At the end of the drift, visitors will enter a huge, open event space, which Larose describes as being a third the size of the spacious Vale Cavern at Science North.  A projection map will be projected onto the rock.

“Literally, the rock's coming alive and telling us their history and their story,” Larose said. The technology is being developed by their in-house team. “There's nothing like this, ever, anywhere.”

Modern drift doubles as event space

When not occupied by visitors, the space can be rented for conventions, meetings, and other events. A catering kitchen is available for prepping food.

Visitors can also watch a new 20-minute film about Sudbury's regreening story. How the city was transformed from a barren landscape to the lush environment it is today is one of international renown.

Yet before now, nothing like this film has existed, said Larose.

"There's no one piece that tells you the story of Sudbury's regreening, so this is a great thing for the community to have.”

In the Glencore Innovation Gallery, local companies will have exhibitor space to showcase innovative products and get visitor feedback.

Larose said Dynamic Earth will be working with existing industry partners and recruiting new ones that want to see their products on display.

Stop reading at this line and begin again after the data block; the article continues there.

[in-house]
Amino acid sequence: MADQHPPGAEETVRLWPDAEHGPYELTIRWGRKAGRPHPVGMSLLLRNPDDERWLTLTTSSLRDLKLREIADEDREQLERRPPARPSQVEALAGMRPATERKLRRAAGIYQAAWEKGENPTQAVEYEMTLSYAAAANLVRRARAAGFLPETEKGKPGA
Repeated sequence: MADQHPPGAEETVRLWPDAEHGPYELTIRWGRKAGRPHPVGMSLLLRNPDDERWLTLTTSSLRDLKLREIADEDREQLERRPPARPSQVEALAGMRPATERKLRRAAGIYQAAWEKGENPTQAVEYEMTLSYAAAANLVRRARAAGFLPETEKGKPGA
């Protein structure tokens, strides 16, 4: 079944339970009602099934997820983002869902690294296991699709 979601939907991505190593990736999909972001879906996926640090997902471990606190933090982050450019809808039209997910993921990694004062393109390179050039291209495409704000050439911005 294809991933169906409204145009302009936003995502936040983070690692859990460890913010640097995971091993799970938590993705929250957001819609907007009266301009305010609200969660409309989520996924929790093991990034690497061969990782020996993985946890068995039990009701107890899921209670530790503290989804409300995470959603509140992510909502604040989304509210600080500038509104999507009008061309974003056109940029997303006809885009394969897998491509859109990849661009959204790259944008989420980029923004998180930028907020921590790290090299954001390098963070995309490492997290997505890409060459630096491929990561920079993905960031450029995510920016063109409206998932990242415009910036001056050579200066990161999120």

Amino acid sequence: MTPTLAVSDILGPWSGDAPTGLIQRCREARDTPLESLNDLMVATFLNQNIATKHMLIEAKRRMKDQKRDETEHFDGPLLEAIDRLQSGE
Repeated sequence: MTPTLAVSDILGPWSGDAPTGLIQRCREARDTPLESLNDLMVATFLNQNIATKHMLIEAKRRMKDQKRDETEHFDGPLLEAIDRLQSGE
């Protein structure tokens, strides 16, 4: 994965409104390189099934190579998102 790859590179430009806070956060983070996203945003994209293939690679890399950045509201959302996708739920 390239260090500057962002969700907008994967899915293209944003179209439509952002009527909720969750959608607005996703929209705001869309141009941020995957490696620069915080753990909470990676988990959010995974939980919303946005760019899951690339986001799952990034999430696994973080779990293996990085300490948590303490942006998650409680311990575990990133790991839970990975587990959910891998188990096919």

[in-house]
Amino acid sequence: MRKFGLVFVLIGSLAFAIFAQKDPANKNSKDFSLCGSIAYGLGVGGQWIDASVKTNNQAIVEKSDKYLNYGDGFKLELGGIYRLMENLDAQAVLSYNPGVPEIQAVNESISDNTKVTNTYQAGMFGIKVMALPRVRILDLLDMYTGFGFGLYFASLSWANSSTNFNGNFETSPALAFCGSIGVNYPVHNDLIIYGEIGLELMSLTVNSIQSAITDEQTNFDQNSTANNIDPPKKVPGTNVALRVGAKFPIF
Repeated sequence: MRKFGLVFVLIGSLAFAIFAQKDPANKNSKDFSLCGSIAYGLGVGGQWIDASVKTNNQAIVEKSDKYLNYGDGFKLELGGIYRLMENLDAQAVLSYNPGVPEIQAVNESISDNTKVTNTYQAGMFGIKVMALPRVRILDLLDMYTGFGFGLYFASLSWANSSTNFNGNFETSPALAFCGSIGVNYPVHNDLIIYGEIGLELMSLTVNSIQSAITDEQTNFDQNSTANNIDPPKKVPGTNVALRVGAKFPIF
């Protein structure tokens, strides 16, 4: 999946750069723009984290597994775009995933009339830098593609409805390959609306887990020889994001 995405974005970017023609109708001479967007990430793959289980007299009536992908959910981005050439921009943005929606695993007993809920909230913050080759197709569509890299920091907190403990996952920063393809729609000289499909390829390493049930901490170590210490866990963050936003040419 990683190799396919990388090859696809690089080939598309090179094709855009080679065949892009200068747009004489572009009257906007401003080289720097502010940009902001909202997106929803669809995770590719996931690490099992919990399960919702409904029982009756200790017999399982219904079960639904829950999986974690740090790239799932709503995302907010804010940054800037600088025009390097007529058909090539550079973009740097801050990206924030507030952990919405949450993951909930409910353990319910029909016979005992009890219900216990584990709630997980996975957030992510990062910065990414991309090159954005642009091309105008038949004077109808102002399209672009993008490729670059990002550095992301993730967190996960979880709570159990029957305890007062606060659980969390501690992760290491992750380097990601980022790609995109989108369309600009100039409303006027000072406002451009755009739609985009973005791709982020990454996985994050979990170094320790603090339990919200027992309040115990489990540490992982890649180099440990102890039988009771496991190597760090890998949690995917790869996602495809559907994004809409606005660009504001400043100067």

But not every product or company will qualify. To be eligible, their innovations have to have a wow factor, something that will appeal to visitors and inspire younger visitors to consider a career in the industry.

"It's to find that mix,” Larose said. “We really want to make sure that we're highlighting various careers in mining; a big driver behind this is workforce development.”

The lure of the video game

The final component of the project is being developed in partnership with the Canadian Institute of Mining, Metallurgy and Petroleum (CIM).

Initially, the industry organization wanted to create a travelling exhibit that would educate people on the mining cycle, Larose said.

But as the pandemic arrived and the province started shutting down, "no one was going anywhere; everything was closed,” she said.